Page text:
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Drugmakers to receive tax dollars to boost fight against bioterrorism


WASHINGTON — Desperate for vaccines and medicines to ward off deadly threats such as anthrax, Ebola, smallpox and bird flu, Congress wants to give drug companies a new incentive: cash up front.

President Bush signed legislation yesterday that creates a bureaucracy that would give tax dollars to private companies and universities to develop vaccines and treatments.

Scientists would contract with the federal government to take on manmade terrorist threats and naturally occurring pandemics, as well as chemical and radiological threats.

The public-private partnership — akin to the way the Defense Department buys fighter jets — could be a boon for the growing number of biotechnology companies.

But some of the new program’s work also would be shielded from public scrutiny, which critics say could stymie necessary oversight and lend the false impression internationally that the United States is developing biological weapons.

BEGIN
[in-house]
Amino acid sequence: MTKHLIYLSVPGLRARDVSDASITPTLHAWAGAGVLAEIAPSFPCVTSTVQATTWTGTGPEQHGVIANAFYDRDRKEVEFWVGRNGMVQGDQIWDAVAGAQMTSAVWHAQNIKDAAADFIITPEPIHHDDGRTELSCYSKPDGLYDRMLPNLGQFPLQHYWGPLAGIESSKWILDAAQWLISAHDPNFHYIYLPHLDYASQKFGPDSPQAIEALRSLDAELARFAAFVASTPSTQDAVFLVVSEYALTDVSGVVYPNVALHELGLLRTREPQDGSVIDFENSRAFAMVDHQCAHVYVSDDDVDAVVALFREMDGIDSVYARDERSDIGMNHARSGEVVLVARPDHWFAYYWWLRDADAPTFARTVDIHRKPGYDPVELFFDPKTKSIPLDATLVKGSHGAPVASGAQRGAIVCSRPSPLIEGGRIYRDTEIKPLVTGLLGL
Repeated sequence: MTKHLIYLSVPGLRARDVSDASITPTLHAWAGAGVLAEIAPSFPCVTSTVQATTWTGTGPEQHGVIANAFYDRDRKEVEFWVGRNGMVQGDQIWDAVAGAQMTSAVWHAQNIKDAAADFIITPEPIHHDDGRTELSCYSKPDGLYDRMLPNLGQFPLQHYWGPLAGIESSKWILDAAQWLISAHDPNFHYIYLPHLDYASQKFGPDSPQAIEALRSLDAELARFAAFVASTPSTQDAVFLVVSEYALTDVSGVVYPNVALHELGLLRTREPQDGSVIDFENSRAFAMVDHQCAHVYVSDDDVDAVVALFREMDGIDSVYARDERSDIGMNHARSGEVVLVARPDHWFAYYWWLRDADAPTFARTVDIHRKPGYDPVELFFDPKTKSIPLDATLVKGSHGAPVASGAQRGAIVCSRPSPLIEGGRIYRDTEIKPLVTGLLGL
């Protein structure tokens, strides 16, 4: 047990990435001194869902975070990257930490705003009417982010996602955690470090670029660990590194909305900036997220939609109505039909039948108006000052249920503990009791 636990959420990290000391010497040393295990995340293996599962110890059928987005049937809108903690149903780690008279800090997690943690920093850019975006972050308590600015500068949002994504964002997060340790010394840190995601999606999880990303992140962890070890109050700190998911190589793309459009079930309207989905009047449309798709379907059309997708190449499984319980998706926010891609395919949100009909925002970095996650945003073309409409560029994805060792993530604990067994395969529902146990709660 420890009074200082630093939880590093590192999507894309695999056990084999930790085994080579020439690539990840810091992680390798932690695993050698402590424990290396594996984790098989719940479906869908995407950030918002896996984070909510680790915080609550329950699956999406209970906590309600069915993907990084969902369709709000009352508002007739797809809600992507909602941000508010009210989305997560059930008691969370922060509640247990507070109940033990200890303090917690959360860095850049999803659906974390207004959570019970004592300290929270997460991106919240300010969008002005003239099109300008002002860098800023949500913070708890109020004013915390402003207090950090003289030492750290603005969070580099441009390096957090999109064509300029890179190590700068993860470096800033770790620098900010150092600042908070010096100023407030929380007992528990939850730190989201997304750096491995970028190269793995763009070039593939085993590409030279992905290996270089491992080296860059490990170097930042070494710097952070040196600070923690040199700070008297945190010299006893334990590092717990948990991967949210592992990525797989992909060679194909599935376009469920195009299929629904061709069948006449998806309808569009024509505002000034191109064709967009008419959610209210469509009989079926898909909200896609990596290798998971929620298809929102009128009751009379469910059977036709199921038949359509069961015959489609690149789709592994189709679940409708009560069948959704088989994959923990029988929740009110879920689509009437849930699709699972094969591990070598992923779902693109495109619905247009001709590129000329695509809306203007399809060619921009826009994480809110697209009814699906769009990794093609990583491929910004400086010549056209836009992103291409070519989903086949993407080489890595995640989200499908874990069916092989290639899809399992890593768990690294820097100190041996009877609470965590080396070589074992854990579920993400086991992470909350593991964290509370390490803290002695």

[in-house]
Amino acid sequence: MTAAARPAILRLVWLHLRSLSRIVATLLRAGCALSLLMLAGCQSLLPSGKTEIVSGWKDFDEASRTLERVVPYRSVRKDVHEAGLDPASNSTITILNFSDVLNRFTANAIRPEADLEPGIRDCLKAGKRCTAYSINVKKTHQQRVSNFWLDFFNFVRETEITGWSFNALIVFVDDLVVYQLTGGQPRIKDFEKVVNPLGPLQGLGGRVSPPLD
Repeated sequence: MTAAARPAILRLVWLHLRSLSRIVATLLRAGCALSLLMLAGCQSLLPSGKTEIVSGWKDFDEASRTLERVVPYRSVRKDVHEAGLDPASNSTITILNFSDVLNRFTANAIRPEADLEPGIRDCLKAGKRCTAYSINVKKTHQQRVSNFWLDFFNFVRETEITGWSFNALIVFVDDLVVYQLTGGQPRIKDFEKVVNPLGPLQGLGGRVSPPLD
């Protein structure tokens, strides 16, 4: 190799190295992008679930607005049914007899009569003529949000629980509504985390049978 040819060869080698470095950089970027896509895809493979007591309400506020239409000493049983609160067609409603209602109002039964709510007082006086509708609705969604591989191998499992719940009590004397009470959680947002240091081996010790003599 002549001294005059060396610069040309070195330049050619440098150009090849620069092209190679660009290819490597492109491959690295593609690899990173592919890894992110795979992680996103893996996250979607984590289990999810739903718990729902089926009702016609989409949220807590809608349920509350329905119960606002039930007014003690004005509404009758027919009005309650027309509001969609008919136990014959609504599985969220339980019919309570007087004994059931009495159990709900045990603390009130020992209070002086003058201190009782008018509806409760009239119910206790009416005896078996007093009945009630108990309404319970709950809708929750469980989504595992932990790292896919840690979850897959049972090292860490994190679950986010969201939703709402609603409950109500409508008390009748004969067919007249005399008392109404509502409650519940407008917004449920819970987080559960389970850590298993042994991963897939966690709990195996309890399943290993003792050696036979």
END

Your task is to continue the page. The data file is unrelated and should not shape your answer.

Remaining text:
The bill was shepherded through Congress by Sen. Richard Burr, R-N.C., who spent two years fending off critics and trying to shape a new program palatable to biotechnology companies and to Michael Leavitt, the secretary of health and human services.

The law creates the Biomedical Advanced Research and Development Authority. Its director, reporting to Leavitt, would control the money to be distributed for advanced research on a host of vaccines and countermeasures.

The money, $1.07 billion over two years, would be used to help biotechnology companies make the leap from initial research to ready-to-buy procurement.

When the legislation was introduced in 2005, some scientists and advocacy groups were outraged that it would exempt the entire authority from the Freedom of Information Act. No other government agency has such a broad veil of secrecy.

The act signed into law yesterday contains a provision prohibiting disclosure of "technical data or scientific information" that would reveal vulnerabilities of the nation’s defenses that aren’t publicly known. Defining that trigger is up to the secretary of health and human services.

Lynn C. Klotz, a former Harvard University scientist and industry consultant, calls the new, more narrow language better, but still troublesome.

"I’m worried that too much of what they do would still remain secret. I don’t think there’s going to be much oversight," said Klotz, a senior science fellow at the Center for Arms Control and Non-Proliferation in Washington.

He added that other countries could assume that the United States is doing nefarious work. "It’s the extreme secrecy which makes everybody suspicious of us," Klotz said.

Burr said it would be irresponsible to reveal any vulnerabilities to the nation’s defenses. "Where it might provide our enemy some advantage, I think we have a right and commitment to withhold that information from the public," he said.